Roach

By ELIZABETH METZGER 

The quickness of living.
The quickness of wanting to kill something.
Forget dreams, they attack me and
I welcome their landings.
Kiss me again without being asked
or asking if I do love 
as a gas mask filled with all our unsayable
thoughts. I don’t know 
how to possess an exoskeleton,
earth kitchen, their shiny
brown god’s house, guts hollowed.
I don’t know
what marriage means at 2am
with six or seven roaches vying
for my mouth, and other
openings. If someone handed me a
microscope I might wake up.
A microphone I might stop
and listen. If you’re not breathing 
on your own 
by the middle of this lifetime
it isn’t worth the privilege of lifting 
your feet. I made you. I make to lay myself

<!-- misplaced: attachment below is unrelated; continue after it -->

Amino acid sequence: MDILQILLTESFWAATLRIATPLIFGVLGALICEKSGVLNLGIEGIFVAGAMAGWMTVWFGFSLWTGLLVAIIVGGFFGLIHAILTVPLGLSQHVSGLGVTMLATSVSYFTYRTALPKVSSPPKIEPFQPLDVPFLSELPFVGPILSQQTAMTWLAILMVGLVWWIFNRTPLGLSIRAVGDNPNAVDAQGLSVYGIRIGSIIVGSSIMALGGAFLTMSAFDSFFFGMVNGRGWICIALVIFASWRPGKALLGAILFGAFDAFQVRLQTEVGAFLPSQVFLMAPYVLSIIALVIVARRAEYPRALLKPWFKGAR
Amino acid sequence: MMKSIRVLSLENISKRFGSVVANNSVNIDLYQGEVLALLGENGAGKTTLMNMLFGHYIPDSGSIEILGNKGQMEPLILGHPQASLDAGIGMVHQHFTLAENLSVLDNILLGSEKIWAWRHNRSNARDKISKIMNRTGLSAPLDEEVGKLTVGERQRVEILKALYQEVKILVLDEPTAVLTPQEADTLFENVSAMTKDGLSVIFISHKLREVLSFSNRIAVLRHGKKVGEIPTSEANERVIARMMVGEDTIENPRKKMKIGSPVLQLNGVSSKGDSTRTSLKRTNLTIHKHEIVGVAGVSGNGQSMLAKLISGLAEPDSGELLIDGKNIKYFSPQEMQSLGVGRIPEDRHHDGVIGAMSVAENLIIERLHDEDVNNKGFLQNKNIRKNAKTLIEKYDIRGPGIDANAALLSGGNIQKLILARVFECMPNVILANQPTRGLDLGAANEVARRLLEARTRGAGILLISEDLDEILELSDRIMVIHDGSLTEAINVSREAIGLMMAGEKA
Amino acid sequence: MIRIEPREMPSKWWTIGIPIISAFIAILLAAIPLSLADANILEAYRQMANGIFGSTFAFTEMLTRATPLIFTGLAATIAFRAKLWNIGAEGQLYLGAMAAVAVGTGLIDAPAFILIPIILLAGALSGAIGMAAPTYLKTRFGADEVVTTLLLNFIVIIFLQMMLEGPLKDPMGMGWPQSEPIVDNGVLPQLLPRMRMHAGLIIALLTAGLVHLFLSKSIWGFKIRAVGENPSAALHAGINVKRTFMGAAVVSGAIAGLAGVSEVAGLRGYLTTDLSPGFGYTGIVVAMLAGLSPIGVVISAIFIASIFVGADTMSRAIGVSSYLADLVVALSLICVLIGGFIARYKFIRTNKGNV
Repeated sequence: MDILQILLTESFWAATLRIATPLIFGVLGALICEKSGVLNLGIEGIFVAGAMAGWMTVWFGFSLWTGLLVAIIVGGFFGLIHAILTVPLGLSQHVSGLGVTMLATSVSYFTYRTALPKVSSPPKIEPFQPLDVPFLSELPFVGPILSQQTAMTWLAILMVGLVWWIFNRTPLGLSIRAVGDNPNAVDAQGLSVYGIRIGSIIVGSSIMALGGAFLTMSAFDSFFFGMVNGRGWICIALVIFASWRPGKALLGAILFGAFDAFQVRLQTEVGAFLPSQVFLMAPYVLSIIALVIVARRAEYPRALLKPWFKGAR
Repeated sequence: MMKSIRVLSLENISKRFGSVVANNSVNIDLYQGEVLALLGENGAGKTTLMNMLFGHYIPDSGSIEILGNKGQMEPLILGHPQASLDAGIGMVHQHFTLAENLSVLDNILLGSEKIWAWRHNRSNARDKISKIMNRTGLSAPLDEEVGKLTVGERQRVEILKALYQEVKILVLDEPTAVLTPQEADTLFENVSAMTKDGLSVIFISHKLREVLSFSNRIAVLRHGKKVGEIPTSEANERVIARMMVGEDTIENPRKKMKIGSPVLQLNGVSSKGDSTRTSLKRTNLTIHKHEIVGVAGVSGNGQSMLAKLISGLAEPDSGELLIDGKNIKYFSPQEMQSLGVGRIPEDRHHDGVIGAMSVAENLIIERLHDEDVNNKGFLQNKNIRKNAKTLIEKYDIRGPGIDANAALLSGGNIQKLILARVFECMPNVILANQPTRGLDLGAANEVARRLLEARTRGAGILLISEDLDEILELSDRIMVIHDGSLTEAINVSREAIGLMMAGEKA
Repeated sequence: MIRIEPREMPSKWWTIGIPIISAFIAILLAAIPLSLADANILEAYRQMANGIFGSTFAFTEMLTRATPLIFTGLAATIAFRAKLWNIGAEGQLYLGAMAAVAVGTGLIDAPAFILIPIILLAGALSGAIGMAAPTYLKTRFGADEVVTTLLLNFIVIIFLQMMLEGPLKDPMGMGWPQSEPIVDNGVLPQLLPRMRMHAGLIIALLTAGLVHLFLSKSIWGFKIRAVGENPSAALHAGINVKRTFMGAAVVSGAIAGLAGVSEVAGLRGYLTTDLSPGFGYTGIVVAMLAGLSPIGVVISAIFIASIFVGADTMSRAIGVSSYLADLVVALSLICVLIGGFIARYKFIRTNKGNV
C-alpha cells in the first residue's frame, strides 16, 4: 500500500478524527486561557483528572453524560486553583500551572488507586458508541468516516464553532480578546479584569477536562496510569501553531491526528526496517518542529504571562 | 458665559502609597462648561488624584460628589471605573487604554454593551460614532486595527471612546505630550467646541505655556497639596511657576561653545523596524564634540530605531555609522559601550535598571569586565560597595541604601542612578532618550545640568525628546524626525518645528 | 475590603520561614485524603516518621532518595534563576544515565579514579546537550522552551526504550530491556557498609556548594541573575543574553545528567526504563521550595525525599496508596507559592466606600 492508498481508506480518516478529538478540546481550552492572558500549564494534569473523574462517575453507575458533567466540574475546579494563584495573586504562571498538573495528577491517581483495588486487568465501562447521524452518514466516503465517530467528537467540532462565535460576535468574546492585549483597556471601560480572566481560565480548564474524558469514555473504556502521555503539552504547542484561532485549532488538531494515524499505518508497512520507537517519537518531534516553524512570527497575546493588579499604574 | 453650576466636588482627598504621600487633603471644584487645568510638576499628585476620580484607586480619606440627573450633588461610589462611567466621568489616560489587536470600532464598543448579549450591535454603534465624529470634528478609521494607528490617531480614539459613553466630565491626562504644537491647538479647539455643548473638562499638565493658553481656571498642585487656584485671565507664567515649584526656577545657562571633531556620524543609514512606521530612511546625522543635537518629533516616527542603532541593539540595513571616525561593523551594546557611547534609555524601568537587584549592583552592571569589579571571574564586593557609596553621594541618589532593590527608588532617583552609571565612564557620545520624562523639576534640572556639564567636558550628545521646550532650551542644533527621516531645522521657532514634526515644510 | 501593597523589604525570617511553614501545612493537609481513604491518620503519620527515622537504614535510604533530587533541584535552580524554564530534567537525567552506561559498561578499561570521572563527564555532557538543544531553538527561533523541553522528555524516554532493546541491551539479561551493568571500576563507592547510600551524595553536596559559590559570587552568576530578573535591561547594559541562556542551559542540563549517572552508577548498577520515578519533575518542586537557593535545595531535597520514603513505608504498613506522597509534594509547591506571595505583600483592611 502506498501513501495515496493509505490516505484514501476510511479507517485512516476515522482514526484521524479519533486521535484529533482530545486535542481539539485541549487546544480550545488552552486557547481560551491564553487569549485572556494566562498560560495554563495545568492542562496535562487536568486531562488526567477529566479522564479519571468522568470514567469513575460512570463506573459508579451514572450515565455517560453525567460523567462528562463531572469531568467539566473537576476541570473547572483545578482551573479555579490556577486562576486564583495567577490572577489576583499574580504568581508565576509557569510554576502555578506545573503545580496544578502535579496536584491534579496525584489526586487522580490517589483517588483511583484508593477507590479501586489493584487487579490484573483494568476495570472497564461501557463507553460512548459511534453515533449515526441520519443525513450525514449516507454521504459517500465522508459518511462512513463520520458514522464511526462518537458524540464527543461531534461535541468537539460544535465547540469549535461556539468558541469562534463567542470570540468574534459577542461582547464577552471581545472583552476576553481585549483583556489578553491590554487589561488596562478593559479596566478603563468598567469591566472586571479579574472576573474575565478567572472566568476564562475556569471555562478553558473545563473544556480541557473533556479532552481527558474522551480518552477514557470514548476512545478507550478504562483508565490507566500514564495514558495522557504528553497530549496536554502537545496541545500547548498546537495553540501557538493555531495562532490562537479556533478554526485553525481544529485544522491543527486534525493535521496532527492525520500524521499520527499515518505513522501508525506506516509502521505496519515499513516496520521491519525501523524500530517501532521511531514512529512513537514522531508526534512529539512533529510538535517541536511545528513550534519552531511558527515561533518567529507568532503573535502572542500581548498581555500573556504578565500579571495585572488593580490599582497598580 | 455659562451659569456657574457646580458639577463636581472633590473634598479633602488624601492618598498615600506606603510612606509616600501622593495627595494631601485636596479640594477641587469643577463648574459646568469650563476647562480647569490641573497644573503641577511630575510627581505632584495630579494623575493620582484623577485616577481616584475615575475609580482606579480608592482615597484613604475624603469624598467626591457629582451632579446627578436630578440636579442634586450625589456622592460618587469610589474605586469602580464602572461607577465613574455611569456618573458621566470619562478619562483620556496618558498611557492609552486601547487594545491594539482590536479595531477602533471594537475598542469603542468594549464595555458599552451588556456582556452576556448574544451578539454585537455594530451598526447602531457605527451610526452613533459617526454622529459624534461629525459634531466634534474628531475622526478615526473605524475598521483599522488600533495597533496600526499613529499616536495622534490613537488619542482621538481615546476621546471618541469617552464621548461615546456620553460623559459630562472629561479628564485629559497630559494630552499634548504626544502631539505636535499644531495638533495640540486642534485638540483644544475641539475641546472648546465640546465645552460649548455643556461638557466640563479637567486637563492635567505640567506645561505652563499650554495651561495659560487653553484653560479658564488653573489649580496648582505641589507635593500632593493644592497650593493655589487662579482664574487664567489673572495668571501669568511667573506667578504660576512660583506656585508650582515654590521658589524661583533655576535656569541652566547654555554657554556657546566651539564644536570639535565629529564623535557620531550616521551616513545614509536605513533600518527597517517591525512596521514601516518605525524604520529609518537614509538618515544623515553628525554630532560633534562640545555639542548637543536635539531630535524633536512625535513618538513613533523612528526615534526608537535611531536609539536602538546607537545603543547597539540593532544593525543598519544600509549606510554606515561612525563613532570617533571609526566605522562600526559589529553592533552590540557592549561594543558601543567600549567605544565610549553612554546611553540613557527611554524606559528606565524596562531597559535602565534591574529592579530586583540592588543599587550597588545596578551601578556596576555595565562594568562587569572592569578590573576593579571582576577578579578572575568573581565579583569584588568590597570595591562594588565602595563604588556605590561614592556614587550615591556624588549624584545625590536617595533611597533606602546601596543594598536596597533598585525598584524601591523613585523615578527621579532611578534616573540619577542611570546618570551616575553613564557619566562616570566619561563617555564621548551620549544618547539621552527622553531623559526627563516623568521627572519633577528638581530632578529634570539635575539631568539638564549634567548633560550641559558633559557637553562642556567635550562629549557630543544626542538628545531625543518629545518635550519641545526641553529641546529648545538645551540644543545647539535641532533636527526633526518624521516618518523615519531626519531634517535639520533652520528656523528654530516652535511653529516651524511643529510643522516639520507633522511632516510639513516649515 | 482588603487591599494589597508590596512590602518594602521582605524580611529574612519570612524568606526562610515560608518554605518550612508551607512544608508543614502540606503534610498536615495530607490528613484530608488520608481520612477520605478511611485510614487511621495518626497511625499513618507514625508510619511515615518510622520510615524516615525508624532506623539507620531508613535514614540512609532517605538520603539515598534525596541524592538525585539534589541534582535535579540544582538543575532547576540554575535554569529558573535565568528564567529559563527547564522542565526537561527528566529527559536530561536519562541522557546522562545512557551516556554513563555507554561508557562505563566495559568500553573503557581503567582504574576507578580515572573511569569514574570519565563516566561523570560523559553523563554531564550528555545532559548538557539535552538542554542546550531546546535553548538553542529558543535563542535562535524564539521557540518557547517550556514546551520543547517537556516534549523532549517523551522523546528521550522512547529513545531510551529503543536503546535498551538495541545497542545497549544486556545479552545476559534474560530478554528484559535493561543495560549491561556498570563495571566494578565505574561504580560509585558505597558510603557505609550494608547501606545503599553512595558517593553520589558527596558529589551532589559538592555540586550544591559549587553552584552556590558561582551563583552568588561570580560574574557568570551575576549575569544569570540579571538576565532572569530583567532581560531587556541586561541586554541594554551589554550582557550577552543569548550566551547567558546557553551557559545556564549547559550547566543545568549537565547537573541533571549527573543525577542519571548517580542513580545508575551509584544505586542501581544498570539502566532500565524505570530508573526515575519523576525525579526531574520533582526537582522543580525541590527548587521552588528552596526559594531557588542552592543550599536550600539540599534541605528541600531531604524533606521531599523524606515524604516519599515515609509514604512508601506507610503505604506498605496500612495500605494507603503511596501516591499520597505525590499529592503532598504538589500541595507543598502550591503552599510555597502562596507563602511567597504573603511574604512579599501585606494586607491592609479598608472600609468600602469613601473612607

out like a sticky trap
safe if safe the exterminator says
they are checking 
out the new smell of our baby
in the holy sliver where 
our bodies don’t touch. 
I don’t think he would hurt them 
now that he understands 
them. I don’t think you would 
hurt me though I’ve killed you 
so many times either. 

 

Elizabeth Metzger is the author ofThe Spirit Papers, winner of the Juniper Prize for Poetry, and the chapbookThe Nutshell Studies of Unexplained Death.Her poems have recently appeared in The New Yorker, Poetry Magazine, The American Poetry Review, and The Nation, among other places. Her essays have recently appeared in Lit Hub, Guernica, Boston Review, and PN ReviewShe is the poetry editor of  The Los Angeles Review of Books’ Quarterly Journal.

[Purchase Issue 17 here.]

Roach

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